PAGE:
Dependencies

Ensure that dev-python/lit is in BDEPEND, but also additional packages may be needed, for example dev-python/OutputCheck.

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BDEPEND="
    ${RDEPEND}
    test? (
        dev-python/lit
        dev-python/OutputCheck
    )
"

Bad tests

To deal with bad test you can simply remove the files causing the failures.

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local -a bad_tests=(
    civl/inductive-sequentialization/BroadcastConsensus.bpl
    civl/inductive-sequentialization/PingPong.bpl
    livevars/bla1.bpl
)
local bad_test
for bad_test in ${bad_tests[@]} ; do
    rm "${S}"/Test/${bad_test} || die
done

Test phase

--threads $(makeopts_jobs) specifies how many parallel tests to run.

--verbose option will show output of failed tests.

Last lit argument specifies where lit should look for lit.site.cfg and tests.

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src_test() {
    lit --threads $(makeopts_jobs) --verbose "${S}"/Test || die
}

Ebuild-mode

:: gentoo, portage, ebuild, emacs, tutorial, pkgcheck

By: Maciej Barć

Portage

Configure the following for Portage.

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dev-util/pkgcheck emacs

Emerge

Emerge the following packages:

  • app-emacs/company-ebuild
  • dev-util/pkgcheck

Company-Ebuild should pull in app-emacs/ebuild-mode, if that does not happen, then report a bug ;-D

Standard

Add the following to your user's Emacs initialization file. The initialization file is either ~/.emacs.d/init.el or ~/.config/emacs/init.el for newer versions of GNU Emacs.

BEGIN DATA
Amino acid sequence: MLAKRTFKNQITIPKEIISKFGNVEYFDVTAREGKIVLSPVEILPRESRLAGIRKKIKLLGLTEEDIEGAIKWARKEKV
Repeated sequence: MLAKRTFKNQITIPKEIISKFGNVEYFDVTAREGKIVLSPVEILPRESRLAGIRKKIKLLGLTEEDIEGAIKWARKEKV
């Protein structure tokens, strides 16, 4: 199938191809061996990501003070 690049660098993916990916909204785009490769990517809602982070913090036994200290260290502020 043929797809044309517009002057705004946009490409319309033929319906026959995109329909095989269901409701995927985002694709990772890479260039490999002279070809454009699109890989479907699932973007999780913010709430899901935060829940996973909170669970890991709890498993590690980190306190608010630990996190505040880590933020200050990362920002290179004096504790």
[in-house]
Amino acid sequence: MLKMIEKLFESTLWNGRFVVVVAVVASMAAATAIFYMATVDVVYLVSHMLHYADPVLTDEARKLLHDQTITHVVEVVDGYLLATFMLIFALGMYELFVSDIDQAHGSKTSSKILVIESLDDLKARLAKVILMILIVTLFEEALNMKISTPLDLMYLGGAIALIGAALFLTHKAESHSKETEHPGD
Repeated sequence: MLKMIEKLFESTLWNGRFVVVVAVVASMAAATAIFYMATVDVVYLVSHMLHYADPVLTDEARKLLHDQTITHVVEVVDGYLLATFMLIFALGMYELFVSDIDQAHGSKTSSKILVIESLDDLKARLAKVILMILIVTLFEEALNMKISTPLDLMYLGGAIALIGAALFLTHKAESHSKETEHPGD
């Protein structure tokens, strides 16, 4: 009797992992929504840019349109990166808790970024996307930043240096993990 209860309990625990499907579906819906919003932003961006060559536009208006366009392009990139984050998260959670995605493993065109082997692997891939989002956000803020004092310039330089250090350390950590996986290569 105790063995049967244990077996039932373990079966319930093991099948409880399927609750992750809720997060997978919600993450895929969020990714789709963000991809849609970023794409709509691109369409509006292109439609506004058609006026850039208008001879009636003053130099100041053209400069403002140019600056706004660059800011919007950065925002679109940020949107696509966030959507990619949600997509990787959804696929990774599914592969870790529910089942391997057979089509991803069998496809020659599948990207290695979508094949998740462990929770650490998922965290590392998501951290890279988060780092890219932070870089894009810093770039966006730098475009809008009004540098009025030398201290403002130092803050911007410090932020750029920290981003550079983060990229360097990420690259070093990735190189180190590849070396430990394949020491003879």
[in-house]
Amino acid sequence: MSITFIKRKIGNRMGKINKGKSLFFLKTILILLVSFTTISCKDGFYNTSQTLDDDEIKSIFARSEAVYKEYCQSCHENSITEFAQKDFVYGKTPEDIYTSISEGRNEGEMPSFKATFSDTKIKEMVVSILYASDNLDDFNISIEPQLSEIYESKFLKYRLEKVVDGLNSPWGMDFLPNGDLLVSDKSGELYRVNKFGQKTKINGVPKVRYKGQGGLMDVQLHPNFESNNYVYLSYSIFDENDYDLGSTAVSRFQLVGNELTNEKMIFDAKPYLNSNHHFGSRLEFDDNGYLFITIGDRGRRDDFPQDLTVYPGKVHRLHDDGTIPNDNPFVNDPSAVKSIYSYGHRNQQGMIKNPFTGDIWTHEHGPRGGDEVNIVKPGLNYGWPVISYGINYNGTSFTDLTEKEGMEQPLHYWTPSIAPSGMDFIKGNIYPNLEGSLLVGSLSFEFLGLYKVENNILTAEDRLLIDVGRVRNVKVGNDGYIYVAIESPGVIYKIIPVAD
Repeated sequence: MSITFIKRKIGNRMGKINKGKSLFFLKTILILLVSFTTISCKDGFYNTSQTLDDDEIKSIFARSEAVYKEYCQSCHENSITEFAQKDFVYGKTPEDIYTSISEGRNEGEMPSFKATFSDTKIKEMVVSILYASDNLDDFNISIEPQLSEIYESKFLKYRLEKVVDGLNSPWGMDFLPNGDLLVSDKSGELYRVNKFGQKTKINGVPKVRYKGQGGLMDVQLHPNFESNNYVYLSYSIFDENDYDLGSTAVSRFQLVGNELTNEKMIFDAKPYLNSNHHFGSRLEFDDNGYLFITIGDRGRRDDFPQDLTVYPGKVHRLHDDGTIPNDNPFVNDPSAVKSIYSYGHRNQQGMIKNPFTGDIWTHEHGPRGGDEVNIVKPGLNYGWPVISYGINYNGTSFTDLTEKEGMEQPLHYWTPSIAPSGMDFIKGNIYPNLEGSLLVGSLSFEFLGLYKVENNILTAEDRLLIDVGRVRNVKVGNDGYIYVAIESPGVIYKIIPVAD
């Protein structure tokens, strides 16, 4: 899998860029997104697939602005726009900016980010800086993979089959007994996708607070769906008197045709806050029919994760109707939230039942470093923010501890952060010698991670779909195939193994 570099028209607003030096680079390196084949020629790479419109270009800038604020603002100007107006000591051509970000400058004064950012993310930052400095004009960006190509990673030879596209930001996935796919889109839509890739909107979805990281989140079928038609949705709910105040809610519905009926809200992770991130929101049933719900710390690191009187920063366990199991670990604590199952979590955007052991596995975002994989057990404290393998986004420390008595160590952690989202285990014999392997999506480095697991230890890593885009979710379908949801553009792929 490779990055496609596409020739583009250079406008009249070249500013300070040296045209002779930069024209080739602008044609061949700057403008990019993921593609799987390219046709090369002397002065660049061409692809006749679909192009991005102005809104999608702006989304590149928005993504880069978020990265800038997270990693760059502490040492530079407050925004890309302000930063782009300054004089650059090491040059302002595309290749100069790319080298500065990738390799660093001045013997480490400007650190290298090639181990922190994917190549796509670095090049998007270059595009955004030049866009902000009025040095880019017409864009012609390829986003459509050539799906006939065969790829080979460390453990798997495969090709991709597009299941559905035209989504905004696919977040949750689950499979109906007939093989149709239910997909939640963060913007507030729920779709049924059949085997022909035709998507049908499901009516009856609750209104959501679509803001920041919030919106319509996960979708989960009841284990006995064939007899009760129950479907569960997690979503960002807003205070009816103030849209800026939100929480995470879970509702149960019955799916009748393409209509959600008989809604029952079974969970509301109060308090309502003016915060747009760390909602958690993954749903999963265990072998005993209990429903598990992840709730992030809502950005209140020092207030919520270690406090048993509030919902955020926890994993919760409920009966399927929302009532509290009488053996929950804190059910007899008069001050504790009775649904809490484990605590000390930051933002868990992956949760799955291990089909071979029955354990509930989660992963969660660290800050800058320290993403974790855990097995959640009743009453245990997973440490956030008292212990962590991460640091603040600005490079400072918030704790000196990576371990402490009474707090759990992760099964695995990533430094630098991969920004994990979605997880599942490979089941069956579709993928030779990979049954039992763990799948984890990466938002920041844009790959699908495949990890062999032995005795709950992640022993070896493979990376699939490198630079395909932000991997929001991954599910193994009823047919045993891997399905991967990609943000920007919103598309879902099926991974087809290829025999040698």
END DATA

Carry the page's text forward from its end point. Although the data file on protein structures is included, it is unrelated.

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(require 'ebuild-mode)
(require 'company-ebuild)
(require 'flycheck)
(require 'flycheck-pkgcheck)

(add-hook 'ebuild-mode-hook 'company-ebuild-setup)
(add-hook 'ebuild-mode-hook 'flycheck-mode)
(add-hook 'ebuild-mode-hook 'flycheck-pkgcheck-setup)

Use-Package

We can also configure our environment using a use-package macro that simplifies the setup a little bit.

To use the below configuration the app-emacs/use-package package will have to be installed.

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(require 'use-package)

(use-package ebuild-mode
  :defer t
  :mode "\\.\\(ebuild\\|eclass\\)\\'"
  :hook
  ((ebuild-mode . company-ebuild-setup)
   (ebuild-mode . flycheck-mode)
   (ebuild-mode . flycheck-pkgcheck-setup)))

The :defer t and :mode "..." enable deferred loading which theoretically speeds up GNU Emacs initialization time at the cost of running the whole use-package block of ebuild-mode configuration when the :mode condition is met.